The redbuds have been coming along nicely in the Merced River Canyon, along Highway 140 west of Yosemite. I drove through the canyon on Monday, and most of the redbuds were blooming. Not all of those that were blooming were fully open yet, and some redbuds were still just budding. On the other hand, I saw a few that were starting to leaf out. Overall I’d say they were not quite at peak, but there were plenty of beautiful redbuds to photograph. They’ll probably peak around this weekend, or next week.
It was harder to tell what was going on with the poppies in the canyon. In late February it was starting to look like we would have a great year for poppies. There were a couple of very colorful hillsides in the western part of the canyon, and the bloom was spreading further east. But since then we’ve had a lot of rain. While rain is usually good for wildflowers, poppies like warm sunshine — at least once they begin blooming. A stretch of cold, rainy weather will cause already-blooming poppies to pack it in for the year and go to seed.
And that appears to have happened in the Merced River Canyon. When I drove through on Monday I could see some fairly extensive swaths of poppies covering the same hillsides they covered two weeks ago. But there just weren’t as many of them. I drove through just after noon, and it had rained the night before, so the poppies weren’t fully open, which made it hard to judge just how vibrant the display would be if the poppies were open. But making allowances for that it still seemed that the poppies had faded a bit, and were getting crowded out by the thickening grasses.
Claudia drove up the canyon yesterday and reported that there were poppies, but no really eye-catching stands of them. She drove through about 5:00 p.m., so she didn’t see them in the middle of a sunny afternoon either, but she also thought the grasses were overtaking the poppies. Claudia hiked the first part of the Hite’s Cove Trail with a friend, and got a closeup view of the flowers there. She said that there were only a few poppies, but a nice selection of other flowers like goldfields, baby blue eyes, tri-colored gilia, blue dicks, and a few shooting stars. And lots of newts.
While the early-blooming poppies seem to be fading, it’s possible that a stretch of warm, sunny weather (like the one we’re having now) could encourage some of the later bloomers to emerge and create a strong secondary bloom over the next week or two. My guess is that won’t happen, as I think the grasses are getting too thick and crowding out the poppies already. But these things are hard to predict, so I could easily be wrong. We’ll see.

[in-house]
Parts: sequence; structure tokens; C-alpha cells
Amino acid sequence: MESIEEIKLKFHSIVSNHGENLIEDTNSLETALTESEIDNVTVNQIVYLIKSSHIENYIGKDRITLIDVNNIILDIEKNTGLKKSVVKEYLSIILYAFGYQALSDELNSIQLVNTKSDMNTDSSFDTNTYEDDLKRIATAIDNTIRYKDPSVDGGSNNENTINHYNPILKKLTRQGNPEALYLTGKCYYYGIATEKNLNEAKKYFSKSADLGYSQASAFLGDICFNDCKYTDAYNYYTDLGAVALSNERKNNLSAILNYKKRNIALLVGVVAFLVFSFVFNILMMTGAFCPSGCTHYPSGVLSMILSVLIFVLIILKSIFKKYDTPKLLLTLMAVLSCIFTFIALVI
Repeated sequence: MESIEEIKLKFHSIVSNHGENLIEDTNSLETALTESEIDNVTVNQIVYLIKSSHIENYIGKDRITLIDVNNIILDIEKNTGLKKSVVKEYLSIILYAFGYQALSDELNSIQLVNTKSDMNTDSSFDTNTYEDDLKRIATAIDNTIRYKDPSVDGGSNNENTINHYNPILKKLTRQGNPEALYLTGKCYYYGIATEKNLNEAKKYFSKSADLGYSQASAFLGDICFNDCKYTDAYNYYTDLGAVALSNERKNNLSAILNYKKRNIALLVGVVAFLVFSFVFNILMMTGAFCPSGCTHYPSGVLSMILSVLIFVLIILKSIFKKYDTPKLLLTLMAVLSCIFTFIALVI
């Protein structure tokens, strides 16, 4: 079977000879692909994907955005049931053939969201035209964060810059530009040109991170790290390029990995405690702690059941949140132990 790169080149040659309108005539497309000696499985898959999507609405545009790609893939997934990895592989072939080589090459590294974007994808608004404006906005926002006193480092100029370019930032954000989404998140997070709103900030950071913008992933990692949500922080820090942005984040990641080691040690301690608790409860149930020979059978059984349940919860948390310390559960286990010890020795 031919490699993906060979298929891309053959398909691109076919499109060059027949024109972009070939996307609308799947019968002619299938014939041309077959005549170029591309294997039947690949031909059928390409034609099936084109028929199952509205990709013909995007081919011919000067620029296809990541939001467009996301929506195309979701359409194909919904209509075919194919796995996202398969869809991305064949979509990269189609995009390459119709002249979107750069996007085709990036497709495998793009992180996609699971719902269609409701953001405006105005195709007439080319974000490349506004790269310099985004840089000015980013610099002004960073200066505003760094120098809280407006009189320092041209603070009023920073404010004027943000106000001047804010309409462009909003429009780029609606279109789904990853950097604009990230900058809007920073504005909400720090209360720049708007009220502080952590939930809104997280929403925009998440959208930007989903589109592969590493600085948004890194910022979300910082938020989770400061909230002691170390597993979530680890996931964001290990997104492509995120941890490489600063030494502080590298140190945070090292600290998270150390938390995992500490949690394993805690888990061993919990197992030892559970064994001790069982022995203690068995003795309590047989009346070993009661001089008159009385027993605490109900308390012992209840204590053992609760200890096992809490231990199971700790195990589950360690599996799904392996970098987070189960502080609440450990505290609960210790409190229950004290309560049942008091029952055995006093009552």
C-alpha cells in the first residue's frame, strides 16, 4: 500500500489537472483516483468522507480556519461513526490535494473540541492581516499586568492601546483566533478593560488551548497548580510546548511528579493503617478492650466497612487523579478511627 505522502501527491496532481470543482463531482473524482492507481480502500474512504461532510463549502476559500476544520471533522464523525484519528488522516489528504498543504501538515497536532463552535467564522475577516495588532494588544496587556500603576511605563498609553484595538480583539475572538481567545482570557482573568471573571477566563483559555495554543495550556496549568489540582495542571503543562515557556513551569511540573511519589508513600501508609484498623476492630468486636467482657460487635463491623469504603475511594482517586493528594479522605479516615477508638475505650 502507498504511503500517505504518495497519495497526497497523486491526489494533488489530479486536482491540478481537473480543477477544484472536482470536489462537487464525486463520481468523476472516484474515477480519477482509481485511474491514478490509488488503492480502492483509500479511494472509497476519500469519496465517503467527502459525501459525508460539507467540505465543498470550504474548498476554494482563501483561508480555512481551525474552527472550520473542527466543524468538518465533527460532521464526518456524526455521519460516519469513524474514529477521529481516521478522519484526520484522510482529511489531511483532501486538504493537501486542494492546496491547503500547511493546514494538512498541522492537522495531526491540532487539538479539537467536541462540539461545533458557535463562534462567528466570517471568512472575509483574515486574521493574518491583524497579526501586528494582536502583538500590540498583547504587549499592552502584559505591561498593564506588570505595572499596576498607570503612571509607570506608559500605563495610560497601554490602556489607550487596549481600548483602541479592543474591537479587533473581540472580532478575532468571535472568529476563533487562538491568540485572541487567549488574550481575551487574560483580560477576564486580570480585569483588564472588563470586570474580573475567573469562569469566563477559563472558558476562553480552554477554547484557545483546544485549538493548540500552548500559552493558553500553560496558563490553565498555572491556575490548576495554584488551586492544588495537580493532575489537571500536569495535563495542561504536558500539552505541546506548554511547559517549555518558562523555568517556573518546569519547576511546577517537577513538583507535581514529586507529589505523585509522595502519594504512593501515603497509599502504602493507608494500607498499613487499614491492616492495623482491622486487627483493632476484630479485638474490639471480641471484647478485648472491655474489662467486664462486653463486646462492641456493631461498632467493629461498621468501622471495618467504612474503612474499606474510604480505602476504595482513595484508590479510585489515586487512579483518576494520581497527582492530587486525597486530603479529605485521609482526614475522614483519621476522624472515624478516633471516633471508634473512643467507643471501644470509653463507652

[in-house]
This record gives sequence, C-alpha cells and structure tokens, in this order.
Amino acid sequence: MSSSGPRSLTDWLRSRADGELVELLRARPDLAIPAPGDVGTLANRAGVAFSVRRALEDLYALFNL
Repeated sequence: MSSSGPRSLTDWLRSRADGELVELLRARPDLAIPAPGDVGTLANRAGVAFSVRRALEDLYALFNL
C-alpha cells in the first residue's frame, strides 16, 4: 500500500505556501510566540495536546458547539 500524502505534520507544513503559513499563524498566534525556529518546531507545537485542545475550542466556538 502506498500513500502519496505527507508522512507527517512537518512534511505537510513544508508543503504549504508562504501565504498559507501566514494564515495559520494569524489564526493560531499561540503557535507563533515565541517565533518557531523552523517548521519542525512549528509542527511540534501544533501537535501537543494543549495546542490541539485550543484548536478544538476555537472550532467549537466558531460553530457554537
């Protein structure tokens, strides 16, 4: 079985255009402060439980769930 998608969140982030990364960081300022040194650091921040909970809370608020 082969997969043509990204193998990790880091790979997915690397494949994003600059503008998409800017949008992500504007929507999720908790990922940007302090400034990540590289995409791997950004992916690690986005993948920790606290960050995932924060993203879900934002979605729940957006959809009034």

Back on March 2nd, before the rains, Claudia and I made it out to Pine Flat Lake, east of Fresno. We had never been to this area, but had heard some reports of nice poppy displays, so we decided to check it out. And there were indeed some eye-catching hillsides full of poppies. We had a fun afternoon photographing there, and I’ve included a few images below. We haven’t been back there, but the Pine Flat Lake area is very similar to the Merced River Canyon, with steep hillsides covered in annual poppies, so I suspect that the poppies there have also faded since our visit.
While northern California got a good drenching over the last two weeks, most of that rain didn’t reach very far south, so it doesn’t look like it will be a great wildflower year in southern California (although I did see a couple of recent reports showing flowers in the Carrizo Plain).
Meanwhile, the Yosemite area has received above-average precipitation, and it’s wonderful to see everything green again, with the waterfalls so full. And northern parts of the state should have some good wildflower displays over the coming weeks. If you’ve found any good wildflowers recently, please let us know in the comments. And for more information on California flowers, I’d suggest checking Sandy Steinman’s blog, Natural History Wanderings, the CalPhoto group on Yahoo, and the DesertUSA site.
— Michael Frye
Related Post: Looking for Poppies;
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Michael Frye is a professional photographer specializing in landscapes and nature. He is the author or principal photographer of The Photographer’s Guide to Yosemite, Yosemite Meditations, Yosemite Meditations for Women, Yosemite Meditations for Adventurers, and Digital Landscape Photography: In the Footsteps of Ansel Adams and the Great Masters. He has also written three eBooks: Light & Land: Landscapes in the Digital Darkroom, Exposure for Outdoor Photography, and Landscapes in Lightroom: The Essential Step-by-Step Guide. Michael has written numerous magazine articles on the art and technique of photography, and his images have been published in over thirty countries around the world. Michael has lived either in or near Yosemite National Park since 1983, currently residing just outside the park in Mariposa, California.